New study highlights the failure of an ageing GM technology

GM technology failure

A new US report out yesterday (17 May 16) from the National Academies of the Sciences, Engineering and Medicine suggests genetically modified (GM) crops do not pose a risk to human health and the environment, but that  more research is urgently needed  to test any future GM products to ensure they are safe. The report also reveals there is no evidence GM crops are increasing yields in the US.


The Soil Association commented in The Independent that this does not change anything regarding GM. Emma Hockridge, head of policy for farming & land use said; "This detailed report highlights that GM is an old and failing technology. Despite huge promises of all kinds of benefits, and many years of huge investment, the only genetically engineered characteristics that have been put into widespread use are those that allow a crop to withstand the application of a herbicide or be toxic to insect pests. The only commercial GM crops are still just maize, soybean and cotton.

Golden rice is mentioned as an example of a potentially beneficial GM crop, yet despite 15 years of hype, golden rice is still no-where near ready and cheaper, more effective dietary interventions are already being deployed with success. The report highlights that there have been no long epidemiological studies which have directly addressed the human health impact of GM food consumption.  The report strongly rebuts the argument that GM crops are needed  to feed the world by concluding that there is no evidence that GM crops have changed the rate of increase in yields. The Soil Association agrees with the recommendation for pre-market human and environmental safety assessments for a wider range of breeding techniques.”

Since genetically modified crops were first introduced in the late 1990s, a series of reports from the scientific establishment around the world have been produced – all of which claimed that GM is completely safe, that the public have no cause for concern, and that ‘in future’ GM crops would ‘feed the world’, delivering higher yields and healthier food. The recent report from the US National Academies of Science is the latest in this long line of similar studies.  In fact, we have had nearly 20 years of no increased yields, the development of weeds resistant to multiple herbicides and resistant insects, all grudgingly acknowledged by the report, but it still promises all will miraculously come right in future – a triumph of ideological support for GM over actual experience.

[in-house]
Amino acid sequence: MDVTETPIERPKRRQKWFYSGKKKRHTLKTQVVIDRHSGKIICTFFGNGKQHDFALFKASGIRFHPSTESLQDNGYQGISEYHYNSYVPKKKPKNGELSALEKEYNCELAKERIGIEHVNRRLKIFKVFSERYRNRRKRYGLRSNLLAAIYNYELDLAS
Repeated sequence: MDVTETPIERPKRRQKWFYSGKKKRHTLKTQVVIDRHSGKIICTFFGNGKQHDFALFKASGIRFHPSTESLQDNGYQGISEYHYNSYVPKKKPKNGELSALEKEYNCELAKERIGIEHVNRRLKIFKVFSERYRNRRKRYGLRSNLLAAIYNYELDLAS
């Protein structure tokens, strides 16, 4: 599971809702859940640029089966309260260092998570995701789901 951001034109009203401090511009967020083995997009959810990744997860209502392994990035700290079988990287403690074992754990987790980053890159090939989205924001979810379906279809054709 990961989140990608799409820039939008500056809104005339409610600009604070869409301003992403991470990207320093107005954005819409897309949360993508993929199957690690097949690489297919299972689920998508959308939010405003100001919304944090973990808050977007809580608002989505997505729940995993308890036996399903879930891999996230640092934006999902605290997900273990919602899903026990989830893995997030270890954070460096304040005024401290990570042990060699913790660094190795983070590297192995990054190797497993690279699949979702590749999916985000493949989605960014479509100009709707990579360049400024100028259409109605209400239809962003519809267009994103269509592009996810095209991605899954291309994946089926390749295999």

That experience includes the endless promises and the repeated failures of the one ‘healthier’ GM crop that has been in development for nearly 20 years, Golden Rice, with enhanced Vitamin A levels.  This was promised as an immediate cause for blindness in the late 1990s, but is still not working – the latest version yields less than existing rice varieties – and it is still unproven, and years away from possible use according to those developing it. In the meantime other solutions have made huge inroads into curing blindness in countries like the Philippines.

However, this report does differs from its predecessors in some crucial ways. It is much more tentative in its support for GM than we have seen before, and far from ‘leaving the scaremongers nowhere to hide’, it makes important concessions to the case long made by scientists and others opposed to GM crops. Crucially, the report found that there is no evidence to support the pro-GM claim that the technology increases yield - conclusively rebutting the ill-conceived argument that GM is the only way we can feed the world.

For American consumers, an astonishing conclusion of this US study that it is neutral on the labelling of GM foods.  The USA is the only major market for GM food in the world where GM food does not have to be labelled.  The biggest threat to the GM industry would be to allow American consumers to know what they’re eating. GM food sales depend on secrecy, and all previous US reports from similar bodies have argued against labelling.  This report also departs from the usual pro-GM rhetoric by recommending that GM crops must be subject to proper safety testing – something which has never existed in the US, and hardly happens in Europe.

This report reflects what is the emerging consensus outside the scientific establishment - that GM crops have failed, and are on the way out.